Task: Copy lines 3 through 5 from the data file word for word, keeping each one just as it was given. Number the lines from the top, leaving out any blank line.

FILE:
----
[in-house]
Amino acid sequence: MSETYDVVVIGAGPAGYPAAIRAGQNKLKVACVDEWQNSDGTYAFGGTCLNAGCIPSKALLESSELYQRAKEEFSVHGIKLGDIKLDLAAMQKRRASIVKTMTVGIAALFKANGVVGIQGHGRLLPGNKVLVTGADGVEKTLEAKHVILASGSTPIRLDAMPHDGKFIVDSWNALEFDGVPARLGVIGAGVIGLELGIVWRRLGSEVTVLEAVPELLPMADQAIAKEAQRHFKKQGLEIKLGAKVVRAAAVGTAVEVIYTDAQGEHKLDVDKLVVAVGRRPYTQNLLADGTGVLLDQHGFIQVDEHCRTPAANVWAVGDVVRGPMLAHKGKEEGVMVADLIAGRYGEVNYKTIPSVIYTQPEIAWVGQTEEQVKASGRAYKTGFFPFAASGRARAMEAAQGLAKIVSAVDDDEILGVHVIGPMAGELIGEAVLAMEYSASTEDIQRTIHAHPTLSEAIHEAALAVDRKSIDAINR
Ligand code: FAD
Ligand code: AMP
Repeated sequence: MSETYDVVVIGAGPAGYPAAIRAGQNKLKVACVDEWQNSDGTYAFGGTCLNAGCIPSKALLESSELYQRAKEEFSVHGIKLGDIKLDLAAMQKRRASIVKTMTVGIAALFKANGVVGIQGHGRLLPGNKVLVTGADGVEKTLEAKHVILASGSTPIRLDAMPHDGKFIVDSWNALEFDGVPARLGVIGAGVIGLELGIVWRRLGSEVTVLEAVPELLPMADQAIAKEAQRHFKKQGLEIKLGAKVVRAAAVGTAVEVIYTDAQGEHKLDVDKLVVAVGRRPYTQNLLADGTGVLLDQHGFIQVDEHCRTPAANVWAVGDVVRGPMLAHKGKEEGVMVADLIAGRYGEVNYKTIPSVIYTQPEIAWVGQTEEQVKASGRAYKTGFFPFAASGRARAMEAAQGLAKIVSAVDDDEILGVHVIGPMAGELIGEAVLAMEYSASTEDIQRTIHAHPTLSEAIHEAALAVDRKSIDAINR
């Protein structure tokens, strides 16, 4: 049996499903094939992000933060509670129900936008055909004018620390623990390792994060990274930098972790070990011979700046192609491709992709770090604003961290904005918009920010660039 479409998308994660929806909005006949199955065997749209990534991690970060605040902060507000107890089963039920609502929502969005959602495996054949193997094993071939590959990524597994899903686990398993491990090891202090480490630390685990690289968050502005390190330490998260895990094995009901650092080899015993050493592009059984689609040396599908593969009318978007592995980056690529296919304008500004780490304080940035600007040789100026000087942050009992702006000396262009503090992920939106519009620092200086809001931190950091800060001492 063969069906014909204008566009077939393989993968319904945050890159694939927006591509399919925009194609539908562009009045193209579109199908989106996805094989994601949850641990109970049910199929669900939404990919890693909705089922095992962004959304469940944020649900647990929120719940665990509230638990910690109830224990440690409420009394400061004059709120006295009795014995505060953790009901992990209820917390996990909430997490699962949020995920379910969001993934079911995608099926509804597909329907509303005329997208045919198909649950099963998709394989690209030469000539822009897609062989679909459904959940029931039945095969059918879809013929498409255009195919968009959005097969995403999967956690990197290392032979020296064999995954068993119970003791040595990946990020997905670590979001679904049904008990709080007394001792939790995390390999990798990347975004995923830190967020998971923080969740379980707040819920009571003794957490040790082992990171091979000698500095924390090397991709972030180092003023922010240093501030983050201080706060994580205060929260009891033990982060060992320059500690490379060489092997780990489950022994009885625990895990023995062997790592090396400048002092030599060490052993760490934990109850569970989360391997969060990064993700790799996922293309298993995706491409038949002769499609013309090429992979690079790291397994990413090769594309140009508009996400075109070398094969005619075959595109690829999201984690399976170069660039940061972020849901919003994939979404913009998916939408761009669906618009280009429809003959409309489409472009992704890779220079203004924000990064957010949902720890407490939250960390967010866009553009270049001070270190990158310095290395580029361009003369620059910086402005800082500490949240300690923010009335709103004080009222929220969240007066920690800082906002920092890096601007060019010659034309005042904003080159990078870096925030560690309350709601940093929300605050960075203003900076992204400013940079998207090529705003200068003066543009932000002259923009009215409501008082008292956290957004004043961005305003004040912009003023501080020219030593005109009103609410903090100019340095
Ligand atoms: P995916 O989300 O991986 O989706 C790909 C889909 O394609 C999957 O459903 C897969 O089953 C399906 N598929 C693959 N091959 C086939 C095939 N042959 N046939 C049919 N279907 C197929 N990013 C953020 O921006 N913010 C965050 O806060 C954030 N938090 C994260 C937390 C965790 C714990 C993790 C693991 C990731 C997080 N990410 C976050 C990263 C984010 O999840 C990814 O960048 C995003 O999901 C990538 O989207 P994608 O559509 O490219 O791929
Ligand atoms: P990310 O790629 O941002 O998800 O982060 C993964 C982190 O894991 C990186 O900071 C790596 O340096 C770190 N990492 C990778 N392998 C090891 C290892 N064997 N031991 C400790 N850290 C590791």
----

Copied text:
Ligand code: FAD
Ligand code: AMP
Repeated sequence: MSETYDVVVIGAGPAGYPAAIRAGQNKLKVACVDEWQNSDGTYAFGGTCLNAGCIPSKALLESSELYQRAKEEFSVHGIKLGDIKLDLAAMQKRRASIVKTMTVGIAALFKANGVVGIQGHGRLLPGNKVLVTGADGVEKTLEAKHVILASGSTPIRLDAMPHDGKFIVDSWNALEFDGVPARLGVIGAGVIGLELGIVWRRLGSEVTVLEAVPELLPMADQAIAKEAQRHFKKQGLEIKLGAKVVRAAAVGTAVEVIYTDAQGEHKLDVDKLVVAVGRRPYTQNLLADGTGVLLDQHGFIQVDEHCRTPAANVWAVGDVVRGPMLAHKGKEEGVMVADLIAGRYGEVNYKTIPSVIYTQPEIAWVGQTEEQVKASGRAYKTGFFPFAASGRARAMEAAQGLAKIVSAVDDDEILGVHVIGPMAGELIGEAVLAMEYSASTEDIQRTIHAHPTLSEAIHEAALAVDRKSIDAINR